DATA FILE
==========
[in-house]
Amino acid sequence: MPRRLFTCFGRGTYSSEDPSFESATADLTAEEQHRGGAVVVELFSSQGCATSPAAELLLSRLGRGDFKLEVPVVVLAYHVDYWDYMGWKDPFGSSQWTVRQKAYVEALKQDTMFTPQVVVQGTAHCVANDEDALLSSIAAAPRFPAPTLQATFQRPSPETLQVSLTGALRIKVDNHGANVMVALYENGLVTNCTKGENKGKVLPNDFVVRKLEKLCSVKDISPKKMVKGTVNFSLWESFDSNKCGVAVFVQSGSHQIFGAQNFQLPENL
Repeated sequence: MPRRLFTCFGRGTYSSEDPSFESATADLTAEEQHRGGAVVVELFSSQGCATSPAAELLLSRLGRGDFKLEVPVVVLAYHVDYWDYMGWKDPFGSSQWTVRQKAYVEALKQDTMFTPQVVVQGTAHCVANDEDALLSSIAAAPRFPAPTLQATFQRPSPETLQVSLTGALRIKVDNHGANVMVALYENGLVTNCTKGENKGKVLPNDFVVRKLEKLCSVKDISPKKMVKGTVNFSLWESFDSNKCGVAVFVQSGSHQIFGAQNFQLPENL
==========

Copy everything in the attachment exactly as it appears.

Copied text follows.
[in-house]
Amino acid sequence: MPRRLFTCFGRGTYSSEDPSFESATADLTAEEQHRGGAVVVELFSSQGCATSPAAELLLSRLGRGDFKLEVPVVVLAYHVDYWDYMGWKDPFGSSQWTVRQKAYVEALKQDTMFTPQVVVQGTAHCVANDEDALLSSIAAAPRFPAPTLQATFQRPSPETLQVSLTGALRIKVDNHGANVMVALYENGLVTNCTKGENKGKVLPNDFVVRKLEKLCSVKDISPKKMVKGTVNFSLWESFDSNKCGVAVFVQSGSHQIFGAQNFQLPENL
Repeated sequence: MPRRLFTCFGRGTYSSEDPSFESATADLTAEEQHRGGAVVVELFSSQGCATSPAAELLLSRLGRGDFKLEVPVVVLAYHVDYWDYMGWKDPFGSSQWTVRQKAYVEALKQDTMFTPQVVVQGTAHCVANDEDALLSSIAAAPRFPAPTLQATFQRPSPETLQVSLTGALRIKVDNHGANVMVALYENGLVTNCTKGENKGKVLPNDFVVRKLEKLCSVKDISPKKMVKGTVNFSLWESFDSNKCGVAVFVQSGSHQIFGAQNFQLPENL